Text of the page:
Cory Branan Crosses Genres with “Mutt”
Originally posted at Roothogradio.com
A mutt is often defined as a mixed breed of dog. When you look at my mutt people can always guess he’s part Beagle, but then they stare a minute trying to figure out the rest. This is exactly what it is like listening to Cory Branan’s latest album, “Mutt.“ First play through you instantly hear honky tonk, but listen closer and there’s heavy influences of rock, Americana and blues buried beneath. Aside from his wide range of style, the Mississippi native is known for his gravely twang and deep lyrics. “Mutt” is such an ecliptic mix of styles that you can’t simply place it in one genre, and this is what makes memorable music.
Though Branan appears as your average indie star, he opens his mouth that’s when you know there is something special. The words that flow out of his mouth show he’s a sensitive fellow making a wayward journey through life. What is most intriguing about Branan is not that he is playing his guitar in a Snuggie on his website, but that he gets more poetic with each album. Not only does he have a way with words, but his voice is incredible. He can deliver alt country lullabies, but he could easily front any band with a punk edge.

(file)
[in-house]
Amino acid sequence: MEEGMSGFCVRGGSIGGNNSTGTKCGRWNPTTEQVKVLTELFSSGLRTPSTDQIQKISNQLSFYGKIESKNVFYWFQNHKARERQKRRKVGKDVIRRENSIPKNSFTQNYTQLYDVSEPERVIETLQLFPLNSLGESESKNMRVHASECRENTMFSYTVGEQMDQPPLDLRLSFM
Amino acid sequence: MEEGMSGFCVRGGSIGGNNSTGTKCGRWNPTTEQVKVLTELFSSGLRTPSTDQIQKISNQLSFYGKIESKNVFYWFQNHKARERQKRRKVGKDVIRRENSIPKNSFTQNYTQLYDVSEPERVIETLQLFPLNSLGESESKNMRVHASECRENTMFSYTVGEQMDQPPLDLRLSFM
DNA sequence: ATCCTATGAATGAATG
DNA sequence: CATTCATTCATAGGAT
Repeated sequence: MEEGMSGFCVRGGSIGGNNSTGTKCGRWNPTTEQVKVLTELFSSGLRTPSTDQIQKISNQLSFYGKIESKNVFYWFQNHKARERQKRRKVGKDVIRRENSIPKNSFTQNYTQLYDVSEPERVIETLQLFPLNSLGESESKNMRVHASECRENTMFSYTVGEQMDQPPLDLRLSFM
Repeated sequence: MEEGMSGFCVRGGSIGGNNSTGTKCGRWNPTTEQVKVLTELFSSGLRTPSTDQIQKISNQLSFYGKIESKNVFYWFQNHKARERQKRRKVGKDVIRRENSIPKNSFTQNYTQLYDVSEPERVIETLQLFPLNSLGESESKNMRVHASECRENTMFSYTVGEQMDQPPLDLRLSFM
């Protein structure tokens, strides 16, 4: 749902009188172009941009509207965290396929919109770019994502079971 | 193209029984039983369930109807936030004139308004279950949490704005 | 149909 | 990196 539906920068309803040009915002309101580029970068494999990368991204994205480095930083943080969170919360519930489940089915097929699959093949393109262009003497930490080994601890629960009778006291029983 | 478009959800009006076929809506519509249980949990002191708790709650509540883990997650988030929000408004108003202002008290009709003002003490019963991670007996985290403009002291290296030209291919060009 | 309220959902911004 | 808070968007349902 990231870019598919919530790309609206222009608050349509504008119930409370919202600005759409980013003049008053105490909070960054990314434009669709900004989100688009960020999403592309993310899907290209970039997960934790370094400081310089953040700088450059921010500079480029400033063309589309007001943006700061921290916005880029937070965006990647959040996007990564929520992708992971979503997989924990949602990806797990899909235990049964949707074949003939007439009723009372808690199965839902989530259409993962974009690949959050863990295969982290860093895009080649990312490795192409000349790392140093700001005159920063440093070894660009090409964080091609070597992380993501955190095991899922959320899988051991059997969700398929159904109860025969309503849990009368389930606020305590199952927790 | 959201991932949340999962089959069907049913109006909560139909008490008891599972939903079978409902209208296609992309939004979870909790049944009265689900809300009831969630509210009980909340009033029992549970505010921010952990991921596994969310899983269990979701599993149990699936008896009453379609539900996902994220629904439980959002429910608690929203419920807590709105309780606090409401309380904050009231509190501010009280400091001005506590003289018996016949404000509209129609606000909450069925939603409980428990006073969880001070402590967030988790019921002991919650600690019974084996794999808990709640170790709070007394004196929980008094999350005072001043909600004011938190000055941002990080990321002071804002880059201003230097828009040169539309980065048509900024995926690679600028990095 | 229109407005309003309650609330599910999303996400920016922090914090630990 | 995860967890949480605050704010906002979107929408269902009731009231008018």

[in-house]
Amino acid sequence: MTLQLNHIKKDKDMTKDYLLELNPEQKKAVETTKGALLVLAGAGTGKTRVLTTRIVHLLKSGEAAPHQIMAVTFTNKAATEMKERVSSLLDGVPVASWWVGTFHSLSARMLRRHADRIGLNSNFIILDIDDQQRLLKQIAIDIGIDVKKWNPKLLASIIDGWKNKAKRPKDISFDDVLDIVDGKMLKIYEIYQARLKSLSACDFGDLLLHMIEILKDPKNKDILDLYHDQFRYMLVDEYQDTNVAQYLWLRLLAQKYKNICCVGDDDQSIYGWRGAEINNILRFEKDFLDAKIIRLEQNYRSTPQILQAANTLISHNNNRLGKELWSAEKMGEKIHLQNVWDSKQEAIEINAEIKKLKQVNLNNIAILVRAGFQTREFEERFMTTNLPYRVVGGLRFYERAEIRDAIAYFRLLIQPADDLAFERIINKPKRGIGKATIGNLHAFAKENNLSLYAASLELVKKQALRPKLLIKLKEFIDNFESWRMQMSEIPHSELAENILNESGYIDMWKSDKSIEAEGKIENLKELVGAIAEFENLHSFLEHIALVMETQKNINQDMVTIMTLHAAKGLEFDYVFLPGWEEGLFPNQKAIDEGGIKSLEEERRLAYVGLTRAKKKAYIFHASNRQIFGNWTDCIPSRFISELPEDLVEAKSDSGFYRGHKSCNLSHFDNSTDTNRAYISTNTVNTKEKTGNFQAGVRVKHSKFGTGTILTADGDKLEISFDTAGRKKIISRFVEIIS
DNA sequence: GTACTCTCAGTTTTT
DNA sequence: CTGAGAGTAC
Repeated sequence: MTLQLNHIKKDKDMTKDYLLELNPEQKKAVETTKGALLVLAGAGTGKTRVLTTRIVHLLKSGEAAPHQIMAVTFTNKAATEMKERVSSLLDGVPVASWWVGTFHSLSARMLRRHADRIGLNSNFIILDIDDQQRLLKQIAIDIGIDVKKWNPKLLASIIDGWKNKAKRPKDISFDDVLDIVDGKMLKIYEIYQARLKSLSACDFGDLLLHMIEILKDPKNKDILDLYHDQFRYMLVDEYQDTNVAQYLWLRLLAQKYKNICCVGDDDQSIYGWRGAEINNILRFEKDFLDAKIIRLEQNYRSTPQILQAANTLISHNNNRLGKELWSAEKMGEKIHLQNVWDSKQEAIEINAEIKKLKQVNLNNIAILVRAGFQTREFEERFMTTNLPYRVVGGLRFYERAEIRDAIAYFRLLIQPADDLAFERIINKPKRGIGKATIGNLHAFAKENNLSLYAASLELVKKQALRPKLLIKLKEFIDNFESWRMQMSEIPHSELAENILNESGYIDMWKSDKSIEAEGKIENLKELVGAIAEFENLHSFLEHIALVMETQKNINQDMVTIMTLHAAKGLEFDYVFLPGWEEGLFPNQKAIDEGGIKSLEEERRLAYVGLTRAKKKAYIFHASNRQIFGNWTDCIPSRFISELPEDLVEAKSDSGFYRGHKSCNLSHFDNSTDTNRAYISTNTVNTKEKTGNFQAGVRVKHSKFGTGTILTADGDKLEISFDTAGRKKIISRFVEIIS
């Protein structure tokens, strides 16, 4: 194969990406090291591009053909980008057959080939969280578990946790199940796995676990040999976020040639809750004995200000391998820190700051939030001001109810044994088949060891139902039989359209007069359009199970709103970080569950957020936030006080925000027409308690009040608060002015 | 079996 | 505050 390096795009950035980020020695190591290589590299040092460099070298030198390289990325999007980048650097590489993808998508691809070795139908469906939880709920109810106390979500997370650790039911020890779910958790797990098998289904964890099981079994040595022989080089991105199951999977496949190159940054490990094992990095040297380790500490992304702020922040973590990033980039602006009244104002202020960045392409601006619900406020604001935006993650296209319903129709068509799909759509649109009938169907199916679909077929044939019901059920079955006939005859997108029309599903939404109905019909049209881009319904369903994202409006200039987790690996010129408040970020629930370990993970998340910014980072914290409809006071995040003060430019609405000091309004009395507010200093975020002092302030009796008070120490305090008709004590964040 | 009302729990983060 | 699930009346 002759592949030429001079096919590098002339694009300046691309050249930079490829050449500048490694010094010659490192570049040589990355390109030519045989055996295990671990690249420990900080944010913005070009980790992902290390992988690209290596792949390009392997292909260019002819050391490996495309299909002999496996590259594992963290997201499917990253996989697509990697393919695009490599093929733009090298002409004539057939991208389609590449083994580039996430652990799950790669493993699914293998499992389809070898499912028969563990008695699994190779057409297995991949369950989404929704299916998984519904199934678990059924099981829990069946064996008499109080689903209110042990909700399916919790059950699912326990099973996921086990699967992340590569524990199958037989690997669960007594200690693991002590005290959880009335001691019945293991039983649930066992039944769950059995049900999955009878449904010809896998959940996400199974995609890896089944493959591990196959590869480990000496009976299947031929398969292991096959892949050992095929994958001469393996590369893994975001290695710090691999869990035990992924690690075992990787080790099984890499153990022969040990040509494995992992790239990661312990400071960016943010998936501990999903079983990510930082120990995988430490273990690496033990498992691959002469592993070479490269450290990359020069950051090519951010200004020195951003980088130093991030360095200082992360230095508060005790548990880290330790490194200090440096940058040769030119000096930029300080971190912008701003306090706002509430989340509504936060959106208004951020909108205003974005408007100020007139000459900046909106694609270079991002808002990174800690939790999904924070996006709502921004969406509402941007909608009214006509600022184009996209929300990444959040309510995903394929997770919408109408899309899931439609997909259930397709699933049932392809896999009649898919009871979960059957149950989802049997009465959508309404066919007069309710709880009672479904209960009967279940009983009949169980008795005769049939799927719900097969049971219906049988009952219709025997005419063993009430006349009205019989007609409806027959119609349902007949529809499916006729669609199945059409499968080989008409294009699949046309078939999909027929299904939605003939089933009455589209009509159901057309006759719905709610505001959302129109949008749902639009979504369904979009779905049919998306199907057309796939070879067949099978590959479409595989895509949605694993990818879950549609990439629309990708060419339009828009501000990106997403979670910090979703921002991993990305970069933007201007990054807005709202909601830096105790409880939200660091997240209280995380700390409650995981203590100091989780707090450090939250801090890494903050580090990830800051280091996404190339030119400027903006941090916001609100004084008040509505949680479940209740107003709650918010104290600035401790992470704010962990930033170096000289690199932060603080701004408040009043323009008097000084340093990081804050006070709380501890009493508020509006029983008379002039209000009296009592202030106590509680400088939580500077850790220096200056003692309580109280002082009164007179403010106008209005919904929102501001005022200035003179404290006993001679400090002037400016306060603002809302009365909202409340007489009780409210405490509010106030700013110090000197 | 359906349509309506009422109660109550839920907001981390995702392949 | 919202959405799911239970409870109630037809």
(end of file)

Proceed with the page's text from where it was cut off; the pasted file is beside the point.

In 2002 Branan entered the scene with “The Hell You Say.” This album fit directly in with Whiskeytown and even similar to The New Pornographers. The songs were upbeat and light, but distinctive to his country roots. As he released “12 Songs” in 2006 or his split with Jon Snodgrass in 2009, Branan dug a little deeper revealing sounds that almost entrance you at times when you’re not tapping your toes.
“Mutt” is a diverse mix that shows influences from all of his earlier work, while allowing him room to grow as an artist. While listening to “Mutt” it’s not unlikely to go through a variety of mood swings, starting with missing the one that got away during “The Corner.” In this song he sings, “Once I had a casual acquaintance with my impending doom/years ago he promised me some day soon/I’d howl at the moon from room to room.” Later in the album “Karen’s Song” is an ode to a love that makes life seem better. “Been following a compass that always pointed south. Everybody said it’s busted, and sometimes I had my doubts, but it led me through the world and it led me to a town and it led me to your love.” The way he sings along with a guitar that makes you close your eyes and follow the sound. Despite a few upbeat numbers, the album ends on a somber note with “The Survivor Song (After Hours).”
Personal Quick Hit: Though it’s a heavy listen, “Mutt” was a very moving album. I’m a fan of music that makes me feel things when I listen to music, and Cory Branan has achieved that.
Goes Good With: Ryan Adams, Elliott Smith, Tom Waitts